War Stories

Stephen Osborne

A question of some concern among my friends when we were growing up in the fifties and sixties was how old you had to be to go to war. Estimates varied from sixteen or seventeen to the unthinkably distant ages of nineteen or even twenty years of age. Our grandfathers had gone to war before we were born, and so had most of our fathers, and we understood that there was some unstated upper limit, so that if you got to be very old—that is, probably thirty years old—and there hadn’t been a war, you might not have to go when they finally did have a war. For we knew at the age of ten or eleven that war would come because they always had wars, and boys when they grew up always had to go to war. The certainty of going to war lent a melancholy aspect to the future that lay before us. In school we were told the official version of Canadian valour in the trenches, and heard, not for the last time, the claim that Canadians make the best shock troops. Stories of combat in war we learned from American comic books, not from our parents or grandparents, for by that time stories of war were no longer being passed down, and traditions of storytelling had pretty well died out. As Walter Benjamin reminds us, “the men who returned from the battlefields of World War I had grown silent—not richer but poorer in communicable experience.” (Benjamin’s melancholy can be detected in his naming of that war the “first”: he was writing in 1936.) War comics were compelling to read, but they were much grimmer than the westerns that provided the matrix on which we enacted our games of killing and dying in backyards after school. In fact, we never played war games when I was a child, whereas the medieval patterning of the gunfight at the OK Corral could be endlessly elaborated.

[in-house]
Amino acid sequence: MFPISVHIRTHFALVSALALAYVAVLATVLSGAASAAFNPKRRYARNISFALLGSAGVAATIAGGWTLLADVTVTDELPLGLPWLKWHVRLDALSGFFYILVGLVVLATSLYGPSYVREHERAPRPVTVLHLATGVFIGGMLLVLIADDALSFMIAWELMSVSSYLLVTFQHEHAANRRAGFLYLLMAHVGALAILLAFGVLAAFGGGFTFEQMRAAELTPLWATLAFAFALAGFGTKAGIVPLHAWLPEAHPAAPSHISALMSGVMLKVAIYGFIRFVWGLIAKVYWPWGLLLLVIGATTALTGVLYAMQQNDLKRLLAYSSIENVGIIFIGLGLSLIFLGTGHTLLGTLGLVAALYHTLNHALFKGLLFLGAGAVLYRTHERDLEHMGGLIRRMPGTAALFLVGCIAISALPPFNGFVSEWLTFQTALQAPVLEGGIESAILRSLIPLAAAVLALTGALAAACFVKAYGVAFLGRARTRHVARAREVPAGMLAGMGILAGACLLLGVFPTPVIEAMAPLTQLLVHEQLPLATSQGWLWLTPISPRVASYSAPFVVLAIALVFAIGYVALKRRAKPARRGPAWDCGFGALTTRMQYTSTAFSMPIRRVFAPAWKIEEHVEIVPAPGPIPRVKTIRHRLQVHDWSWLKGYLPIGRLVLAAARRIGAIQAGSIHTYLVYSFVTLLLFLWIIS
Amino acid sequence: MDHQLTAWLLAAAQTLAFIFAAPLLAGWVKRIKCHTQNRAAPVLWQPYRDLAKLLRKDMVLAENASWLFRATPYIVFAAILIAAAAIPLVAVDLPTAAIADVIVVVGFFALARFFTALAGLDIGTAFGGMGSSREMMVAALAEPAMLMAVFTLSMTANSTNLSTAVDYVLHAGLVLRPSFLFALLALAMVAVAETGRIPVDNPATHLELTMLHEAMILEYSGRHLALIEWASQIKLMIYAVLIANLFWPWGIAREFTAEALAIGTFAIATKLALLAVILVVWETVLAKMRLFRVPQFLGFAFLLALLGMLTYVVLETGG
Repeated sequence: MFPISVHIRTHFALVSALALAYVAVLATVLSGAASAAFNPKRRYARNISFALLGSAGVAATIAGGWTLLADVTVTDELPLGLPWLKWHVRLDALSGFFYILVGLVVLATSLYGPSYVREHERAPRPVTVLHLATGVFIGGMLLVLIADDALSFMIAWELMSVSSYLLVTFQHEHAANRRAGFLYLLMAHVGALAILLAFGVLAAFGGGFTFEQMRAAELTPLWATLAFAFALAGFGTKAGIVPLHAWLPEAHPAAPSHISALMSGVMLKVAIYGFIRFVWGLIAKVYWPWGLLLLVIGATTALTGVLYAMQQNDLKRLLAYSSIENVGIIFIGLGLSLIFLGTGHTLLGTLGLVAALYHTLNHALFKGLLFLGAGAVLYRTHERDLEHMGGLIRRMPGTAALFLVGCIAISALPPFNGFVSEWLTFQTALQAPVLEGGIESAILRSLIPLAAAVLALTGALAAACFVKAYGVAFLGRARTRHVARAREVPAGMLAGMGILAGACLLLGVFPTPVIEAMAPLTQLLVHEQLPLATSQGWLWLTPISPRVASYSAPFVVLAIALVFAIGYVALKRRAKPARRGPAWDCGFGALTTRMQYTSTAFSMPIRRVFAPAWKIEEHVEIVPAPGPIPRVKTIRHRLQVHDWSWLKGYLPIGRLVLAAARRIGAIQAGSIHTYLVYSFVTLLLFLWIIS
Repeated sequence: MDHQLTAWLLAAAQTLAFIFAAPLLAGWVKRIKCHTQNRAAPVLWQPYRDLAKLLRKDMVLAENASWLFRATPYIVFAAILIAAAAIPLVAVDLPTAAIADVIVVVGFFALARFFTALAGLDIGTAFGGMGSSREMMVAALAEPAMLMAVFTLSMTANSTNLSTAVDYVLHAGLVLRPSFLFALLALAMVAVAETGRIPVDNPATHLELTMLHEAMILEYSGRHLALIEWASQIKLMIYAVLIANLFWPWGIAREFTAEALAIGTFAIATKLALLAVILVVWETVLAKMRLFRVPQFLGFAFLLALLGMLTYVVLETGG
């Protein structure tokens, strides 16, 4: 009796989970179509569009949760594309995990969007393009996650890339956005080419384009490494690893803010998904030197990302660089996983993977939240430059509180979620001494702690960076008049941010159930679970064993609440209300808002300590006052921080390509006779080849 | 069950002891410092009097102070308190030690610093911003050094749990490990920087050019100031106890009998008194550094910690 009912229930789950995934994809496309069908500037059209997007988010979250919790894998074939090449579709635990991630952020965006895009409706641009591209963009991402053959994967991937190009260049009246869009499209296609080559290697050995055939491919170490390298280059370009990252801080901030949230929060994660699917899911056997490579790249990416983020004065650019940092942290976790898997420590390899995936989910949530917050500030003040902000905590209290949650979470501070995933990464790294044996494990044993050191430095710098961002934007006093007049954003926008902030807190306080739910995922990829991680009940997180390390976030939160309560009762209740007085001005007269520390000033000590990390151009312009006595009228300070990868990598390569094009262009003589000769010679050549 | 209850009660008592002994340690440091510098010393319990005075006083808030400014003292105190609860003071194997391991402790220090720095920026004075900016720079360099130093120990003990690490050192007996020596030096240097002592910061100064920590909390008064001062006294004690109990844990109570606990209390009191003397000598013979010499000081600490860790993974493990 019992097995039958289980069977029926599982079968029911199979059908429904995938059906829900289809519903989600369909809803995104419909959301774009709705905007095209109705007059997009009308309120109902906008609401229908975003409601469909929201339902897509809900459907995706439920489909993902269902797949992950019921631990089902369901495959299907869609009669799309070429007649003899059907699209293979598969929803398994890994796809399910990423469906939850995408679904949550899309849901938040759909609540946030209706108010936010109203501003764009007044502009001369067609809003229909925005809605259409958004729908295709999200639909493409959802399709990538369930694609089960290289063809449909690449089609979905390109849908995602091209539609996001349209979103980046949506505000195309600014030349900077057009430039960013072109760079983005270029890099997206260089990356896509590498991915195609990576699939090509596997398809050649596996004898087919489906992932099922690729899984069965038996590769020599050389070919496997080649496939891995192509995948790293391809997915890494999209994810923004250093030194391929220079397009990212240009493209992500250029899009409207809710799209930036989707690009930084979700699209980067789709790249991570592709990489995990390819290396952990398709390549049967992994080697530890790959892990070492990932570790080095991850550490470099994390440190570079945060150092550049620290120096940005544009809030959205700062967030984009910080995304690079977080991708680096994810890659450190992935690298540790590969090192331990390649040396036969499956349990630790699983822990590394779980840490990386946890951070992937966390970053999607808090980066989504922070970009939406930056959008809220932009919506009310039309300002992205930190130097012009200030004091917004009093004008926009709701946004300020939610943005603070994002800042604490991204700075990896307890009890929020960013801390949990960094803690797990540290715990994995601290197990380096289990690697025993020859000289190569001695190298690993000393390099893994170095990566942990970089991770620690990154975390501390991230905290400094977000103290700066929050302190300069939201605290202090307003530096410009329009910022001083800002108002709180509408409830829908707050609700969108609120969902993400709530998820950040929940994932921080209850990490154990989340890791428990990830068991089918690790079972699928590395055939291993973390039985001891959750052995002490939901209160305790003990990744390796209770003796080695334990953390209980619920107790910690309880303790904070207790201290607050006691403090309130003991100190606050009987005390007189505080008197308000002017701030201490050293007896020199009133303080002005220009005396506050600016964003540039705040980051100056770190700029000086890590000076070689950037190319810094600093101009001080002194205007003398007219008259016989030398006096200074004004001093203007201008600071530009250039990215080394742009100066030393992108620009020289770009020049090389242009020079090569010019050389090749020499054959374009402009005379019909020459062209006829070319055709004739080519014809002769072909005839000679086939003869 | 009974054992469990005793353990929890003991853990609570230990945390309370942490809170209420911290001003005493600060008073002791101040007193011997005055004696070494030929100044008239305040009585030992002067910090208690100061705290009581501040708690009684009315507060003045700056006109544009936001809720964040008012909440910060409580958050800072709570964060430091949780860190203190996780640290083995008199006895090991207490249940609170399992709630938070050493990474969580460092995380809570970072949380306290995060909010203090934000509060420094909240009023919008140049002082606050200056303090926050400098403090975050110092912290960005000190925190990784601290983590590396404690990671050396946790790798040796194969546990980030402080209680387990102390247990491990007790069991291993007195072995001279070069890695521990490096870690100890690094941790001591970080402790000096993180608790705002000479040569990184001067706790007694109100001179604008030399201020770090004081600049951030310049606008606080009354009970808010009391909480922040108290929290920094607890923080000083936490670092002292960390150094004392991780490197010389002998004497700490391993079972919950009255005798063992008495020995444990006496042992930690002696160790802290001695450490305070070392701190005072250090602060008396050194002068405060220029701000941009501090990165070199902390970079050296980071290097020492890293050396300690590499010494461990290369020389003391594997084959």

When they did have a war, as we had known they would, it turned out not to be “our war” but someone else’s: we were exempted through some fragile arrangement whose source was unclear, one that might be withdrawn at any moment (for in this country all wars begin as someone else’s war). As we turned fifteen and sixteen, the war, which was in Vietnam and was not called a war but a police action, remained precariously at a distance. The young men who were sent to war were called advisors, not troops. And then every month or so during the year that I turned eighteen, another Buddhist monk would drench himself in gasoline and set himself on fire with a Zippo lighter. They were protesting the escalation of the war and corruption in the government. As they burned to death on the TV news, their bodies tilted over to one side and bobbed up again like dharma dolls. When I turned twenty-one, American boys my age were dying in the war at the rate of about seven thousand a year. On the evening news my girlfriend and I watched a man on the street in Saigon fire a pistol into the skull of a man whose hands were tied behind his back: a photograph of this execution became an icon of the war, but the terrible moment on the TV news came in the next few seconds, as the camera followed the collapse of the executed man onto the street, and the jet of blood streaming from the wound in his head spurted into the air and dwindled to a trickle.